Personalized interventions like this show promising results, including an 8% increase in medication adherence, a 4% increase in care gap closures, and a 12% reduction in unnecessary emergency room visits.

Through our scale, a community presence of over 9,900 stores, and a breadth of health care capabilities and touchpoints, local pharmacies like CVS Health and retail clinics like MinuteClinic are well positioned to deliver accessible, affordable and exceptional care for individuals in the neighbourhoods they serve.

2. Mental health matters

The pandemic has highlighted the need for more accessible support and resources to help people address moments of stress, feelings of anxiety and isolation, and behavioural health conditions that require care.

CVS Health recognized early on in the pandemic that mental health needs were rising across the US and that the complex, disconnected system of care we have for behavioural health presents large barriers for consumers. We introduced mental health services through selected HealthHUB™ locations earlier this year. These services offer patients affordable, easy and oftentimes immediate access to MinuteClinic licensed clinical social workers who can assess and diagnose mental well-being needs, provide counseling and help people find additional community resources.

COVID-19's impact on mental health. Source: CVS Health.
COVID-19’s impact on mental health. Source: CVS Health.

This hybrid approach to care, which features both in-person and virtual appointments, is something we’re seeing consumers increasingly prefer. Our study found that over half of respondents (64%) would consider a virtual visit to see a behavioural health specialist. For patients who aren’t sure how to access mental health services, increasing access points to care creates a roadmap for treatment, no matter how big or small the concern may be.

3. Health is a team sport

The pandemic, which has driven innovations in vaccines, treatments and access to care, has also given us a chance to deliver care in new ways. Key to these changes are the important roles that pharmacists, physician assistants, nurses and other providers have played during this difficult time.

It is no surprise that consumers often cite pharmacists as one of their most trusted providers, as it’s estimated that patients see their pharmacist up to 10 times more often than their primary care provider (PCP). That relationship has grown during the pandemic, as pharmacists were highly accessible during periods of shutdown.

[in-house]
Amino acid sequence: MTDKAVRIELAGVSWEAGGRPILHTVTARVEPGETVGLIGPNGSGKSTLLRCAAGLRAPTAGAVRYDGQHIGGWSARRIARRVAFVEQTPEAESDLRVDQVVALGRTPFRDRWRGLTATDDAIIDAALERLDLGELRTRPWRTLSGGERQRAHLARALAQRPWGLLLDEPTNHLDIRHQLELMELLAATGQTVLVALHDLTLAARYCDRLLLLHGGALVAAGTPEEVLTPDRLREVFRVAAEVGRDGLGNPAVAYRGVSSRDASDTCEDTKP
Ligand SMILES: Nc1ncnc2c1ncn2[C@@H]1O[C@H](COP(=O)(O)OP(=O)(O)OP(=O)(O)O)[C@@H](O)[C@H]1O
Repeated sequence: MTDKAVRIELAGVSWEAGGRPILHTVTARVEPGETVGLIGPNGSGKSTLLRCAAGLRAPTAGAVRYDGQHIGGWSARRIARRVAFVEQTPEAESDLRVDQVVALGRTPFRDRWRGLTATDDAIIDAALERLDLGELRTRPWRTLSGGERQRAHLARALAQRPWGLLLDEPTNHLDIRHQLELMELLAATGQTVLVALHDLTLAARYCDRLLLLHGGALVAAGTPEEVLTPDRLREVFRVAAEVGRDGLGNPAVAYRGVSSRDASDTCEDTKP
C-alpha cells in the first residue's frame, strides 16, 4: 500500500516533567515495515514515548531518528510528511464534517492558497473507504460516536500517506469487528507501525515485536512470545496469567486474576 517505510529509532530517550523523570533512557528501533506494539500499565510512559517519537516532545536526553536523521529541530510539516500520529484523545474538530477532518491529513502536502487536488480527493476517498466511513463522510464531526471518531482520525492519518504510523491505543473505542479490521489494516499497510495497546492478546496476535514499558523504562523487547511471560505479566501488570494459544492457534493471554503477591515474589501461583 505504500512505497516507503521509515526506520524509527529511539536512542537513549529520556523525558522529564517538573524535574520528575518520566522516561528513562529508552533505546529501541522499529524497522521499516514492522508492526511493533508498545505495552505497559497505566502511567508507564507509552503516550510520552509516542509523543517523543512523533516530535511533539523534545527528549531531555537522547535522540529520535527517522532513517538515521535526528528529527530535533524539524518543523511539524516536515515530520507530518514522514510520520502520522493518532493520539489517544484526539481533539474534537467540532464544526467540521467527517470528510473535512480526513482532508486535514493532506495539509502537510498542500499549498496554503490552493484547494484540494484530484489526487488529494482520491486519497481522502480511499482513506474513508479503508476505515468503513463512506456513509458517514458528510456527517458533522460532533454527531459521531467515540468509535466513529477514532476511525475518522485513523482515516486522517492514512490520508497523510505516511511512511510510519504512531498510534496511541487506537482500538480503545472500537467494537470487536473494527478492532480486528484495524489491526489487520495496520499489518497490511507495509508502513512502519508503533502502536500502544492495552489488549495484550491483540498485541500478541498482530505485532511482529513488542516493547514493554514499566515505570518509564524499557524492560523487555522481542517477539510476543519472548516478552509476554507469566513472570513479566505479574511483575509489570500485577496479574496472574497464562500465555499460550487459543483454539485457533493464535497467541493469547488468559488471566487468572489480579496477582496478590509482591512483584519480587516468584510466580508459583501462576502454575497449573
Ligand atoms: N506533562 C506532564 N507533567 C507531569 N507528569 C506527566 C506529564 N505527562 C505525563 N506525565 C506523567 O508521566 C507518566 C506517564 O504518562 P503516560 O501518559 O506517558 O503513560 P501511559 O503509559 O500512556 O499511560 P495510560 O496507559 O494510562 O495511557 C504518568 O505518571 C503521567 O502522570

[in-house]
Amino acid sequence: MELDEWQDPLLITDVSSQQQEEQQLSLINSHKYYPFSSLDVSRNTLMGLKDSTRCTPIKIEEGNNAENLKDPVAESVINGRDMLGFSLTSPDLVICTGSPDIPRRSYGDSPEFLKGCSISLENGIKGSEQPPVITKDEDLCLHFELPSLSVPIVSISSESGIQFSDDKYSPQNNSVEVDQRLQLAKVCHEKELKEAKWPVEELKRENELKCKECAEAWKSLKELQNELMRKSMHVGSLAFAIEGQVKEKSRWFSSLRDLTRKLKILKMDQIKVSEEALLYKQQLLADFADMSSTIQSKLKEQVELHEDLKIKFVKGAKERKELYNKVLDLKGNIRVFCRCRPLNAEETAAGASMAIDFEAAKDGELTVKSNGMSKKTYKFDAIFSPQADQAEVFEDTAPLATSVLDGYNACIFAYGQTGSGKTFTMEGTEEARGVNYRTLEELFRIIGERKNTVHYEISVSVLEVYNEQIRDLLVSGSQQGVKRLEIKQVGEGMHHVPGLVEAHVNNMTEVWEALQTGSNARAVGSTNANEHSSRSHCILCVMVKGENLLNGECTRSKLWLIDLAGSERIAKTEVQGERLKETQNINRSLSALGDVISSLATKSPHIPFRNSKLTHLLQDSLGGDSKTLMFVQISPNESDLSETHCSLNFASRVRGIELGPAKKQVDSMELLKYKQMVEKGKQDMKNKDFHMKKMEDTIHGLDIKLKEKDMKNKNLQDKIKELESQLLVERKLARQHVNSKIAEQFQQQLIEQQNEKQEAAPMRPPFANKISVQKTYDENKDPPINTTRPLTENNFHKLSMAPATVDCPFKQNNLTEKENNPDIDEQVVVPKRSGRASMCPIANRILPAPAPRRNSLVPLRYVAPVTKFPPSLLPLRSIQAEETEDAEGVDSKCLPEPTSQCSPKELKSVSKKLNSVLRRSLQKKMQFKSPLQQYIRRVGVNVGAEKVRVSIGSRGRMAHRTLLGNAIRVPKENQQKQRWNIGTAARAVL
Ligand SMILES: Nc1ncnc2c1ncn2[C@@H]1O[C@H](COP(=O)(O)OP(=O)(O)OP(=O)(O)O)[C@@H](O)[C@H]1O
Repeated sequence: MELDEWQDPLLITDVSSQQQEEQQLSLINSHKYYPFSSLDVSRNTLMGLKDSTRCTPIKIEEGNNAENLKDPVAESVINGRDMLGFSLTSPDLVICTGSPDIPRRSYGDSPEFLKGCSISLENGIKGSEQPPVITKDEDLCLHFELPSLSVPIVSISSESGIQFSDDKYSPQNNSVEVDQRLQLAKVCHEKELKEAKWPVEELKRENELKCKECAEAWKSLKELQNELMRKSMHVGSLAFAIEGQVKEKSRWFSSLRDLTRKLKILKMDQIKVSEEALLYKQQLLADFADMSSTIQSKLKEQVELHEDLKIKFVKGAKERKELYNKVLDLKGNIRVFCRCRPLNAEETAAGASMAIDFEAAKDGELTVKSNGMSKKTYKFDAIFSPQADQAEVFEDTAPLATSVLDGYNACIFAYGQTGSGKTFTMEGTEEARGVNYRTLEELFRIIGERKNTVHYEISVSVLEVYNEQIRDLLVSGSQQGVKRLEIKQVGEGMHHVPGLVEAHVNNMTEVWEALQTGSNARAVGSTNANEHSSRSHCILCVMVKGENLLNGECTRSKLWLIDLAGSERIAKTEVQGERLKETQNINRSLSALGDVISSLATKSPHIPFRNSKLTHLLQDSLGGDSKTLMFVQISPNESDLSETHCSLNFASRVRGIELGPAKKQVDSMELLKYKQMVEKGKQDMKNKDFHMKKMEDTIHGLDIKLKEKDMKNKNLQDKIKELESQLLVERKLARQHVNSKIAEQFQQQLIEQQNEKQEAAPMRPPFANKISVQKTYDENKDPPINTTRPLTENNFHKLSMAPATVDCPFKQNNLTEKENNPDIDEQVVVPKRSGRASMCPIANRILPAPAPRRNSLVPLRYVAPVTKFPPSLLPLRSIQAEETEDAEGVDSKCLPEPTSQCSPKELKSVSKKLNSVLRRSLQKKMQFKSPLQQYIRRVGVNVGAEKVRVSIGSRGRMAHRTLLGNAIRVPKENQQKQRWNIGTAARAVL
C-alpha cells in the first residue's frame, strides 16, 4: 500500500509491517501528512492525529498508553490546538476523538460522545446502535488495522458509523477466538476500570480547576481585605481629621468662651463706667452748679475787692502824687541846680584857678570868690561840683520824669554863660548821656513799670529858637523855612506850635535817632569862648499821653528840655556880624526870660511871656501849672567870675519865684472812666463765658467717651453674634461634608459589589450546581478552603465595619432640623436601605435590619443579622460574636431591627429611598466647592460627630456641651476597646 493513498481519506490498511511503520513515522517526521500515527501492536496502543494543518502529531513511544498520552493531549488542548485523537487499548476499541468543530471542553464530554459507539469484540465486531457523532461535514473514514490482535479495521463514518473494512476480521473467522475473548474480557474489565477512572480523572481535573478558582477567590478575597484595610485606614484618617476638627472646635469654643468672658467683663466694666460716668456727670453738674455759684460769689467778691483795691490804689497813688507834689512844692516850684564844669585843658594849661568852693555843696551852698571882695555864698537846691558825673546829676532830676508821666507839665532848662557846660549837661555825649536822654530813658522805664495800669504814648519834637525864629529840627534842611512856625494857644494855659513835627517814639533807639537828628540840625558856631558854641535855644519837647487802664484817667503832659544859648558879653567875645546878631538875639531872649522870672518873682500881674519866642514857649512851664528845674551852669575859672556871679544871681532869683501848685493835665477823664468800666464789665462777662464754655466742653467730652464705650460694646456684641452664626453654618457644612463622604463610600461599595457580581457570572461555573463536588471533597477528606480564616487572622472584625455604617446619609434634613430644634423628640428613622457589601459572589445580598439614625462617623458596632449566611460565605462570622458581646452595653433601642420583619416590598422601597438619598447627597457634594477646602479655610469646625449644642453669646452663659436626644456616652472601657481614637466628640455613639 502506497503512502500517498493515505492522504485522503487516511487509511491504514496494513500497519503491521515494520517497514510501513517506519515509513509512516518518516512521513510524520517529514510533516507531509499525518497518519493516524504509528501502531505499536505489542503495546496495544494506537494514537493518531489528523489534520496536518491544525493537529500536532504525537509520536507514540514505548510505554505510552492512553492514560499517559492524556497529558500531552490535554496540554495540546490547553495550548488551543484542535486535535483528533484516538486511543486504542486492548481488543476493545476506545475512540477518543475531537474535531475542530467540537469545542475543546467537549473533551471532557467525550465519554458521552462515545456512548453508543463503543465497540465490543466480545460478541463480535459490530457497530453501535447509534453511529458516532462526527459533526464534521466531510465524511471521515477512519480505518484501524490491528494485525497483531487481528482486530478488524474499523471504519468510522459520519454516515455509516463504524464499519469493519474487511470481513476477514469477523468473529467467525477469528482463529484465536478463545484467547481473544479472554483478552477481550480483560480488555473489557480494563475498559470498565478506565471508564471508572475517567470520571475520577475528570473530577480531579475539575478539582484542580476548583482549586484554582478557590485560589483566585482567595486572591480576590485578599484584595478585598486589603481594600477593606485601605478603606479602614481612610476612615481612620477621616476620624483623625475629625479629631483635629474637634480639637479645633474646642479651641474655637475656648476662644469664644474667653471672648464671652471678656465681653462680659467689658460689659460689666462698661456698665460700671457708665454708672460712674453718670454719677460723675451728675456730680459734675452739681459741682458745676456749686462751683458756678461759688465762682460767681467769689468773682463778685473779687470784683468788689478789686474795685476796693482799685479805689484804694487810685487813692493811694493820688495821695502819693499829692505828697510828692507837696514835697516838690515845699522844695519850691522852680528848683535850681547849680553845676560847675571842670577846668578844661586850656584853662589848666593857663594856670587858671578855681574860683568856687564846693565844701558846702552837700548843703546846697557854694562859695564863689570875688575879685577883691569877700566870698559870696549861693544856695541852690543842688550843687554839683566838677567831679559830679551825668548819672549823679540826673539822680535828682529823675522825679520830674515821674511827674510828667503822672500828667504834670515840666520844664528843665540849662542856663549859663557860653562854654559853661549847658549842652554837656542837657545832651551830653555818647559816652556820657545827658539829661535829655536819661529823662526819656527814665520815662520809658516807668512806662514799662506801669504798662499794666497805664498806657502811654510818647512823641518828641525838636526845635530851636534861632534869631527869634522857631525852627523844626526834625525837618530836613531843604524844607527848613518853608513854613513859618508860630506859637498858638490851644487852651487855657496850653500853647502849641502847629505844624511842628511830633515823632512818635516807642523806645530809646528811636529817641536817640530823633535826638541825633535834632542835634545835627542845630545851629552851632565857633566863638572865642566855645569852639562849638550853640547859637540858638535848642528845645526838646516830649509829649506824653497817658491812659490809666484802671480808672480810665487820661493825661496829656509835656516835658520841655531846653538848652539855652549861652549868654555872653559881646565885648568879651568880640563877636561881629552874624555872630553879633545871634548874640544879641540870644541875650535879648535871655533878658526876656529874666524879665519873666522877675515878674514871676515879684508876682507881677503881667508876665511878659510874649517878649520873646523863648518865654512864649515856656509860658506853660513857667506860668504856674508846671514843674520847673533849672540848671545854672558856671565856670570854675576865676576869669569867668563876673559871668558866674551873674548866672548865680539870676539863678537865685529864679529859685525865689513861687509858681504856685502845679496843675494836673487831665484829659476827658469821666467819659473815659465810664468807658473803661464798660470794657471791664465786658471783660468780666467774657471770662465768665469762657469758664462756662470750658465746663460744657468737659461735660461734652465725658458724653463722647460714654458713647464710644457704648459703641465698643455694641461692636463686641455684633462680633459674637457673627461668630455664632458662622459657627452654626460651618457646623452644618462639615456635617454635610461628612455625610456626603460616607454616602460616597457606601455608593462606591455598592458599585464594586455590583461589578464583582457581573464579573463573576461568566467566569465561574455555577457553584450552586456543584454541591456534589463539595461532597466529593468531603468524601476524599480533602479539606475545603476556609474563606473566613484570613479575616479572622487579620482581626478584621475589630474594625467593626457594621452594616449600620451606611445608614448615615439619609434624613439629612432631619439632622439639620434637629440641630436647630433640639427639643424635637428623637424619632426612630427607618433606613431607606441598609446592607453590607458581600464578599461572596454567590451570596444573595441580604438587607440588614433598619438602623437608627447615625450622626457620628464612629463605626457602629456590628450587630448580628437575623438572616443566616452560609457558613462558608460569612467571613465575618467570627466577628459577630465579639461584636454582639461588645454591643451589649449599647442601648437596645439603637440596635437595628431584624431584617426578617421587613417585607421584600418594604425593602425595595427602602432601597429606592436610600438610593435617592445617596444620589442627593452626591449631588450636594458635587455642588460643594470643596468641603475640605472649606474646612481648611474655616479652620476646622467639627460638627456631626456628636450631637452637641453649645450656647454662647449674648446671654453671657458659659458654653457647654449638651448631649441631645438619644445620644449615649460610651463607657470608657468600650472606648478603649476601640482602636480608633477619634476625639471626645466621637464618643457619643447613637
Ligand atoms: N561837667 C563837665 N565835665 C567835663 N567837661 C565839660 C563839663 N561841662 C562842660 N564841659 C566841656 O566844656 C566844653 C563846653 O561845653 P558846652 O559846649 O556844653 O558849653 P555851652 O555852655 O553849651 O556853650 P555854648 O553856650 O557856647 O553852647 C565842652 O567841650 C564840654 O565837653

At CVS Health, pharmacists also have been on the frontlines of administering over 34 million COVID-19 vaccines and more than 32 million tests in the US. Our study validated the deep trust people have in their pharmacists, finding that next to PCPs (69%), people are most open to taking health recommendations from pharmacists (45%). In the years to come, the pharmacist’s role and that of other providers will continue to evolve, helping to address critical physician workforce shortages and providing patients with more care options.

How providers can meet patients where they are

The unique challenges of the COVID-19 pandemic have helped to set the stage for new ways to meet people where they are – and want to be – on their respective health care journeys. This difficult time has changed the demand for care and exposed the fragile nature of our health system. Specifically, it has accelerated the shift to 24/7 care; highlighted the growing need for accessible, affordable mental health care; and revealed how community-based care teams can help meet both preventive and chronic care needs. As we look forward to 2022 and a post-pandemic world, we have an unprecedented opportunity to take the lessons we’ve learned and apply them to create a better, healthier future.